Speaking as a marketer, though, I understand the complexities of this choice. First, I know that many consumers don’t share this level of interest in how their wine came to be. Some may care more that a wine taste the same from one vintage to the next, and so may be more willing to accept additives or other interventions in order to achieve such consistency. That’s not truly an argument against ingredient lists, though, because these folks could ignore the lists if they chose—assuming they actually understand what all that stuff is. Relatedly, wine labels listing bentonite, isinglass, polyvinylpolypyrrolidone, and similar compounds do run risk of unnerving the public, or at least leading it somewhat astray. I saw this first hand when I worked in consumer sales at Bonny Doon Vineyard, a winery dedicated to ingredient and process disclosure. On one occasion, we sent to media samples of a red whose label stated that untoasted oak chips were used in the winemaking process. In his review, a writer remarked that the wine tasted too oaky to him, and that he’d wished we’d skipped the oak chips. These, though, had been used only to stabilize the anthocyanin during fermentation; they were in contact with the must for a short time, and did not add to the flavor profile of the finished wine. Moreover, the wine hadn’t spent much time in barrel during élevage, so I wondered whether the reviewer had mis-ascribed the grippy tannins of a young wine to something he’d read on the label. In this case, the oak chips disclosure was a ruby-red herring.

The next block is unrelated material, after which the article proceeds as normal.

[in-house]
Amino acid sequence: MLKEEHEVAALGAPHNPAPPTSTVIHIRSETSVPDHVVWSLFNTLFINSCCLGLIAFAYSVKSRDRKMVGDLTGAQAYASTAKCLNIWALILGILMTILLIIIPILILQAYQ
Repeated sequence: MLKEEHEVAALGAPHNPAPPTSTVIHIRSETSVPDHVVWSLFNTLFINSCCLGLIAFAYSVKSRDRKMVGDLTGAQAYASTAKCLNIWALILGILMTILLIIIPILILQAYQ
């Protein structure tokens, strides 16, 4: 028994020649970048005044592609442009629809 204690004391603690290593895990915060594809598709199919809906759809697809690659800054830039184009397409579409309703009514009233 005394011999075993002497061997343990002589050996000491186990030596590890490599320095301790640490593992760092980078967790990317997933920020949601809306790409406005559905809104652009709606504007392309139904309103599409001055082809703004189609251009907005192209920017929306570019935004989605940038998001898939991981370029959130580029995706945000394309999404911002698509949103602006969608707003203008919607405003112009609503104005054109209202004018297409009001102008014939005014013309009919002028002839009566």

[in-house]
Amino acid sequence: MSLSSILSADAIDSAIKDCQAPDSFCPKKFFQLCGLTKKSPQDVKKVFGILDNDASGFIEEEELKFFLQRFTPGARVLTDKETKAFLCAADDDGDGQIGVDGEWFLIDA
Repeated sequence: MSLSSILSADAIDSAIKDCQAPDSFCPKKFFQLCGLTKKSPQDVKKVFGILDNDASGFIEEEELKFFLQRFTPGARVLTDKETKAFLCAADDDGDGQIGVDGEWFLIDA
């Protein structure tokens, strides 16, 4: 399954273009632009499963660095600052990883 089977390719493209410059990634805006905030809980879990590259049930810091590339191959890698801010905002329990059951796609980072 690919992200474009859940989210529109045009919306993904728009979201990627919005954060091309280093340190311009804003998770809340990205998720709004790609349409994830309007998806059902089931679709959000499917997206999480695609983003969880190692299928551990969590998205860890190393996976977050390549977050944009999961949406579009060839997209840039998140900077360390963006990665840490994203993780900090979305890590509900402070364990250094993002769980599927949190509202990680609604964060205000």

More on the wine labeling issue at Maker's Table: